CAIRO (AP) — Clashes between supporters of Egypt's toppled president and security forces killed at least two people Friday, authorities said, as Islamist demonstrators held scattered protests against this week's constitutional referendum.
Elections officials will announce results of the referendum Saturday after millions of Egyptians voted on the new constitution, an amended version of one drafted under toppled President Mohammed Morsi in 2012.
Unofficial results suggest voters overwhelmingly supported the new charter in an election seen as legitimizing the military-backed interim government and military chief Gen. Abdel-Fattah el-Sissi, who already is being named as a possible presidential candidate.
After Friday prayers, protesters backing Morsi and his outlawed Muslim Brotherhood group marched in Cairo and other provinces. The demonstrations came as a Brotherhood-led coalition called on supporters to protest against the draft constitution and to commemorate the coming anniversary of Egypt's 2011 revolution that toppled longtime autocrat Hosni Mubarak.
Some protests quickly turned violent. In Suez, eastern Egypt, Fayoum and Cairo, protesters threw gasoline bombs, fired birdshot and hurled rocks while police responded with tear gas, officials said.
In Alexandria, police said they arrested 17 protesters and confiscated locally made guns and gasoline bombs. Police arrested 39 protesters in Cairo, where clashes struck the densely populated neighborhood and Brotherhood stronghold of Imbaba, among other locations, Egypt's state news agency MENA reported. The Interior Ministry said police arrested 123 protesters across the country.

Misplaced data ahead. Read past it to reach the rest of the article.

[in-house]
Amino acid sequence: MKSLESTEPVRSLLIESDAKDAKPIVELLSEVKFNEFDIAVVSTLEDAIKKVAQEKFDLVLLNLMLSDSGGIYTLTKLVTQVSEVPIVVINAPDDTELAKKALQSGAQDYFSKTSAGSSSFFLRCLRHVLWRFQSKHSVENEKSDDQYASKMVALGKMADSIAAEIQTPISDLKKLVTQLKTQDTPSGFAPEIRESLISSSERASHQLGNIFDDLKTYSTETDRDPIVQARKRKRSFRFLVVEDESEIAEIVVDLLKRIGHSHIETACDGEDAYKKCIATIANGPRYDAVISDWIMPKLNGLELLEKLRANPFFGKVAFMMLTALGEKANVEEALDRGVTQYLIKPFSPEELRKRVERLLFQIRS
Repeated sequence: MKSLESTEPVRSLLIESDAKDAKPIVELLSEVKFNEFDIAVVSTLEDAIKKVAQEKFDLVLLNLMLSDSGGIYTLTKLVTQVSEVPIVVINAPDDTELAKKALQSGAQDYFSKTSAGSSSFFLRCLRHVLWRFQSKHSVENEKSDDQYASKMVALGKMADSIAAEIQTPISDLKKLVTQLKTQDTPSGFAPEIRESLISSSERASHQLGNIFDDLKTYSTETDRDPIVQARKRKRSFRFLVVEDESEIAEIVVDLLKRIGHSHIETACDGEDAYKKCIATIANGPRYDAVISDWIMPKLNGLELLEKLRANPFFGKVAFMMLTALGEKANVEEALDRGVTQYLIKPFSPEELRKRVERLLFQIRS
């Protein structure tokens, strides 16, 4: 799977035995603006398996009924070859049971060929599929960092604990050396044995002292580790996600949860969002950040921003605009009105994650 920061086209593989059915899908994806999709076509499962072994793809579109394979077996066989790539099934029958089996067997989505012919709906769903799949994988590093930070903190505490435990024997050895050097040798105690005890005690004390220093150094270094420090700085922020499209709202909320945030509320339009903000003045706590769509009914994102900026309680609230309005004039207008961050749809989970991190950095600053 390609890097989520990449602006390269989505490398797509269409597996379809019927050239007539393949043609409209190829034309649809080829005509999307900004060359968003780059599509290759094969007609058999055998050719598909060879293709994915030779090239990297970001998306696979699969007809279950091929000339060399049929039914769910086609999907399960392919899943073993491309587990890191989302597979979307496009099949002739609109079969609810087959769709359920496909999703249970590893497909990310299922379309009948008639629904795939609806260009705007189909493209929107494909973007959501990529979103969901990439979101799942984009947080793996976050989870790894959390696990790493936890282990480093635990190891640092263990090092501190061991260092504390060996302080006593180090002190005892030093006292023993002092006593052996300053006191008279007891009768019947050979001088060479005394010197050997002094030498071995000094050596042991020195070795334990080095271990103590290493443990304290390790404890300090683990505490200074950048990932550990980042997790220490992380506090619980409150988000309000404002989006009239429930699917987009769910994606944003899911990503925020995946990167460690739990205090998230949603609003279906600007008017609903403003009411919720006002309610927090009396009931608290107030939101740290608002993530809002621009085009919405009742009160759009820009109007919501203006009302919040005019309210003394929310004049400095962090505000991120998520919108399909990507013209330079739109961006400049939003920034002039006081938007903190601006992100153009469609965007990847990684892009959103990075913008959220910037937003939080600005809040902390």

The Health Ministry said two people were killed in Cairo and Fayoum. It was not clear if they were protesters or residents. Ten others were injured nationwide, the ministry said.
Morsi supporters have held near-daily protests since a popularly backed military coup toppled him July 3. The Brotherhood, which considers the military-backed interim government illegitimate, said they boycotted the referendum and claimed authorities forged election results.
"Let them fool themselves. ... Whatever is based on falsehood is false," a Brotherhood statement Thursday said.
The Brotherhood, recently declared a terrorist organization by the interim government, has seen its influence wane drastically since the coup. On Friday, those in an Egyptian engineers' union voted to withdrawal their support from Brotherhood members serving as their leader and on their board. A recent doctors' union elections also pushed out Brotherhood members.
Meanwhile in the volatile Sinai Peninsula, militants blew up a natural gas pipeline connected to cement factories in a village called el-Riysan, a security official said. He said there were no casualties.
All security officials spoke on condition of anonymity as they weren't authorized to speak with journalists.
Gas pipelines have come under attack several times since the 2011 downfall of Mubarak led to a fracturing of Egypt's security agencies. Suicide bombings have spiked and spilled into the capital and Nile Delta cities since Morsi's ouster. An al-Qaida-inspired group called Ansar Beit al-Maqdis has claimed responsibility for most of those attacks.
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